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May 11, 2013 / gus3

When was that? Examining syslog timestamps

One convenient Linux kernel feature is an uptime stamp in each kernel log entry. This stamp is independent of the clock time, so small or large jumps in the clock have no bearing on the reported time for each entry.

Normally, the log files in /var/log/ will include a human-readable local time stamp before the log entry, but these files are readable only by the root user. Another possibility is that the logs are routed to another system for storage. This practice would also include restricting “dmesg” to the root user; the following won’t be useful in this case.

The basic math is simple. We have the current uptime in /proc/uptime, and the current Unix epoch time from date +’%s’, so the only input remaining is the desired offset time. For example, my dmesg output contains the following, generated when I inserted an SD card:

[151119.144389] sd 6:0:0:0: [sdc] No Caching mode page present

The offset time is 151,119 seconds after booting. So, if I type the following:

logtime 151119

I get something like the following:

151119 seconds after boot was about Tue May  7 20:49:48 EDT 2013.

It says “about” because shell scripts don’t run at breakneck speed. Under high system load, a script may take a few seconds just to load. Still, this gives an idea of the date and time, and from that you may remember what you were doing to generate that log entry.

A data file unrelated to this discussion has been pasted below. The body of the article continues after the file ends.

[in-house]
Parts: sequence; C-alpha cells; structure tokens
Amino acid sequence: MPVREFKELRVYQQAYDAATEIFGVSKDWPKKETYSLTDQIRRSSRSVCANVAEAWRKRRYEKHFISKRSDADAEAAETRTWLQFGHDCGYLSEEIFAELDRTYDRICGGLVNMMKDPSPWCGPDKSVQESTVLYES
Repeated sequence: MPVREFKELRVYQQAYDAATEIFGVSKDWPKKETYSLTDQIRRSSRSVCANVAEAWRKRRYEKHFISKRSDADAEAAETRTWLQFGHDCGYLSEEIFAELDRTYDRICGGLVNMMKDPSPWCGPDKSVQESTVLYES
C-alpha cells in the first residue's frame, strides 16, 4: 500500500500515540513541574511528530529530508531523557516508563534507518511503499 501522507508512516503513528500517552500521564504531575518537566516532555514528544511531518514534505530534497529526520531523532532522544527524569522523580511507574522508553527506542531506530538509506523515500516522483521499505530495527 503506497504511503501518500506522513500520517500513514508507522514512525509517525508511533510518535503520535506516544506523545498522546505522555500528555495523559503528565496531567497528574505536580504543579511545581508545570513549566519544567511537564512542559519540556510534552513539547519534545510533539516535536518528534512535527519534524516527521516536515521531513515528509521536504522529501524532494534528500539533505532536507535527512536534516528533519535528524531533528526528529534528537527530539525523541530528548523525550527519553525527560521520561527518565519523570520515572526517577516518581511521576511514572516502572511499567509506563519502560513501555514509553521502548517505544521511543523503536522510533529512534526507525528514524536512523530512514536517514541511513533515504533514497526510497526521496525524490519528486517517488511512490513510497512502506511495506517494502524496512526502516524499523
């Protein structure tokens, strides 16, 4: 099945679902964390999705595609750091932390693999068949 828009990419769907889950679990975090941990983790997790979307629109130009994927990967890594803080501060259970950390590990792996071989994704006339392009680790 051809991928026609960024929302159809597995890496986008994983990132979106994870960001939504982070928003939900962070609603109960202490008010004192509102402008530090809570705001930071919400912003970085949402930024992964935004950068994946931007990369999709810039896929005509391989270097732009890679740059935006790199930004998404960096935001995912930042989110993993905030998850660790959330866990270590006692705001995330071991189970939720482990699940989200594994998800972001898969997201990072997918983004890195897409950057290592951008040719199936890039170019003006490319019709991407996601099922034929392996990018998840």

Here is the script:

#!/bin/sh -e
# Bourne shell script to convert uptime from dmesg
# entry to a human-readable version.
# This script is in the public domain, as
# all interpreted scripts should be.

if [ "$#" != "1" ] ; then
# no time, or too many args
echo "Usage: `/usr/bin/basename $0` time-offset-integer"
exit 1
elif [ "`echo $1 | /usr/bin/sed 's/[0-9]//g'`" != "" ] ; then
# non-digit characters present
echo "Usage: `/usr/bin/basename $0` time-offset-integer"
exit 1

# Now
N=`/usr/bin/date +'%s'`
# Uptime (the '$1' isn't interpreted by Bash,
# thanks to single quotes)
U=`FS="." /usr/bin/awk '{print $1;}' < /proc/uptime | \
/usr/bin/sed 's/[^0-9].*//'`
# $1 in Seconds
TS=`/usr/bin/expr $N - $U + $1`
# Boot time + $1 in the local format
T=`/usr/bin/date --date="@$TS"`

echo "$1 seconds after boot was about $T."

Three points about the above code:

  • The script assumes the system time is properly set. On systems with a hardware clock, this is automatic. Without a hardware clock, the system time defaults to the start of the Unix epoch, unless a startup script sets it somehow. Otherwise, the boot time is calculated as midnight, January 1, 1970 Greenwich Mean Time, probably not what you want.
  • The “-e” parameter on the first line says to exit immediately at the first error.
  • The use of `expr…` rather than $((…)) improves compatibility with other Bourne-derived shells, or earlier versions of Bash, but `expr` incurs time to fork/exec.

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